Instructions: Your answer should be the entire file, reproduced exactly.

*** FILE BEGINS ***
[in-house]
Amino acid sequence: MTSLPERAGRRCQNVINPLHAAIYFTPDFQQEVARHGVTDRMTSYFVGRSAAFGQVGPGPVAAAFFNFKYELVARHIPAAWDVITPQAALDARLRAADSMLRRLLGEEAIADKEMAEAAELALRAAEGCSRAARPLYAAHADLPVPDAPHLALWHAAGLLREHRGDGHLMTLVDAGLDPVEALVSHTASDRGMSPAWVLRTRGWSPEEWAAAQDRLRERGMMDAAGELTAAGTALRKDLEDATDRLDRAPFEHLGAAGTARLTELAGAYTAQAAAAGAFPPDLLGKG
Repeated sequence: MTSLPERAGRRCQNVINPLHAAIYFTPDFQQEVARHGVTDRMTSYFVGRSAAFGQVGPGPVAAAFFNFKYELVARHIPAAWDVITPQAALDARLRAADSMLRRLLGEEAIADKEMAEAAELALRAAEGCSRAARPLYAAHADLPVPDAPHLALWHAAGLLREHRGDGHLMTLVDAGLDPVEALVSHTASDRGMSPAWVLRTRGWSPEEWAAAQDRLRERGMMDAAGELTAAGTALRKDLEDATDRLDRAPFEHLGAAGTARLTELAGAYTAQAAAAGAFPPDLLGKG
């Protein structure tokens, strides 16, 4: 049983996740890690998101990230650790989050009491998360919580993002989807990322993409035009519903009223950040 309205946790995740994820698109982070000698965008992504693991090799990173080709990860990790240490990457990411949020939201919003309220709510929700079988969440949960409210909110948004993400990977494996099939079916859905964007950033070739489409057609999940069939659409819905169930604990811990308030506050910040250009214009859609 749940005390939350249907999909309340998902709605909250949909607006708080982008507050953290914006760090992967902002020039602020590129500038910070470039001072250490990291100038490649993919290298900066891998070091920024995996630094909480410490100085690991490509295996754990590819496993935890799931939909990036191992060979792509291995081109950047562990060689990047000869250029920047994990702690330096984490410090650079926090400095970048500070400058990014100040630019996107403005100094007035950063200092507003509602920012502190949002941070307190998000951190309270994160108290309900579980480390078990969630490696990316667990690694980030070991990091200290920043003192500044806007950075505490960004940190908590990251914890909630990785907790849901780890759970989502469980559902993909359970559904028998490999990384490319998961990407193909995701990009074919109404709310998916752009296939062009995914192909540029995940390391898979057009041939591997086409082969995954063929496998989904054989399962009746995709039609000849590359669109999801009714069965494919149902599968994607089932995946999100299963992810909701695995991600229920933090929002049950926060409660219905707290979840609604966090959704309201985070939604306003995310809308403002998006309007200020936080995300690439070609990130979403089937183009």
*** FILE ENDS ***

[in-house]
Amino acid sequence: MTSLPERAGRRCQNVINPLHAAIYFTPDFQQEVARHGVTDRMTSYFVGRSAAFGQVGPGPVAAAFFNFKYELVARHIPAAWDVITPQAALDARLRAADSMLRRLLGEEAIADKEMAEAAELALRAAEGCSRAARPLYAAHADLPVPDAPHLALWHAAGLLREHRGDGHLMTLVDAGLDPVEALVSHTASDRGMSPAWVLRTRGWSPEEWAAAQDRLRERGMMDAAGELTAAGTALRKDLEDATDRLDRAPFEHLGAAGTARLTELAGAYTAQAAAAGAFPPDLLGKG
Repeated sequence: MTSLPERAGRRCQNVINPLHAAIYFTPDFQQEVARHGVTDRMTSYFVGRSAAFGQVGPGPVAAAFFNFKYELVARHIPAAWDVITPQAALDARLRAADSMLRRLLGEEAIADKEMAEAAELALRAAEGCSRAARPLYAAHADLPVPDAPHLALWHAAGLLREHRGDGHLMTLVDAGLDPVEALVSHTASDRGMSPAWVLRTRGWSPEEWAAAQDRLRERGMMDAAGELTAAGTALRKDLEDATDRLDRAPFEHLGAAGTARLTELAGAYTAQAAAAGAFPPDLLGKG
């Protein structure tokens, strides 16, 4: 049983996740890690998101990230650790989050009491998360919580993002989807990322993409035009519903009223950040 309205946790995740994820698109982070000698965008992504693991090799990173080709990860990790240490990457990411949020939201919003309220709510929700079988969440949960409210909110948004993400990977494996099939079916859905964007950033070739489409057609999940069939659409819905169930604990811990308030506050910040250009214009859609 749940005390939350249907999909309340998902709605909250949909607006708080982008507050953290914006760090992967902002020039602020590129500038910070470039001072250490990291100038490649993919290298900066891998070091920024995996630094909480410490100085690991490509295996754990590819496993935890799931939909990036191992060979792509291995081109950047562990060689990047000869250029920047994990702690330096984490410090650079926090400095970048500070400058990014100040630019996107403005100094007035950063200092507003509602920012502190949002941070307190998000951190309270994160108290309900579980480390078990969630490696990316667990690694980030070991990091200290920043003192500044806007950075505490960004940190908590990251914890909630990785907790849901780890759970989502469980559902993909359970559904028998490999990384490319998961990407193909995701990009074919109404709310998916752009296939062009995914192909540029995940390391898979057009041939591997086409082969995954063929496998989904054989399962009746995709039609000849590359669109999801009714069965494919149902599968994607089932995946999100299963992810909701695995991600229920933090929002049950926060409660219905707290979840609604966090959704309201985070939604306003995310809308403002998006309007200020936080995300690439070609990130979403089937183009």